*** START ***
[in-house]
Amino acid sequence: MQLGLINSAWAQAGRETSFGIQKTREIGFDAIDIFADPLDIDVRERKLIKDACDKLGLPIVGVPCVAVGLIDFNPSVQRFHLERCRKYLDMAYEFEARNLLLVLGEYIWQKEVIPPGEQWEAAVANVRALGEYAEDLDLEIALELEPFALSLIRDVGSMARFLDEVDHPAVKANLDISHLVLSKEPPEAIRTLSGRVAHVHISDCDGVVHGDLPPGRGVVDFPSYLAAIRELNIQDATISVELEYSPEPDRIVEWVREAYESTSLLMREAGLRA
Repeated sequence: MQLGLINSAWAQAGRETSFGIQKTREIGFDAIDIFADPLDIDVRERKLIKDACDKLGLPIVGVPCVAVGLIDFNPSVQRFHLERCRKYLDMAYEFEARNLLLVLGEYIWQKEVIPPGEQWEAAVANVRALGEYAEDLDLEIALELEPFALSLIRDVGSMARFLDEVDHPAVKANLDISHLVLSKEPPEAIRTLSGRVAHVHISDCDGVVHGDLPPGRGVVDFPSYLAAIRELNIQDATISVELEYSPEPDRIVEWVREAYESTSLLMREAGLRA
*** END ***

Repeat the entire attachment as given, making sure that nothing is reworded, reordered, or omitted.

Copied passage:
[in-house]
Amino acid sequence: MQLGLINSAWAQAGRETSFGIQKTREIGFDAIDIFADPLDIDVRERKLIKDACDKLGLPIVGVPCVAVGLIDFNPSVQRFHLERCRKYLDMAYEFEARNLLLVLGEYIWQKEVIPPGEQWEAAVANVRALGEYAEDLDLEIALELEPFALSLIRDVGSMARFLDEVDHPAVKANLDISHLVLSKEPPEAIRTLSGRVAHVHISDCDGVVHGDLPPGRGVVDFPSYLAAIRELNIQDATISVELEYSPEPDRIVEWVREAYESTSLLMREAGLRA
Repeated sequence: MQLGLINSAWAQAGRETSFGIQKTREIGFDAIDIFADPLDIDVRERKLIKDACDKLGLPIVGVPCVAVGLIDFNPSVQRFHLERCRKYLDMAYEFEARNLLLVLGEYIWQKEVIPPGEQWEAAVANVRALGEYAEDLDLEIALELEPFALSLIRDVGSMARFLDEVDHPAVKANLDISHLVLSKEPPEAIRTLSGRVAHVHISDCDGVVHGDLPPGRGVVDFPSYLAAIRELNIQDATISVELEYSPEPDRIVEWVREAYESTSLLMREAGLRA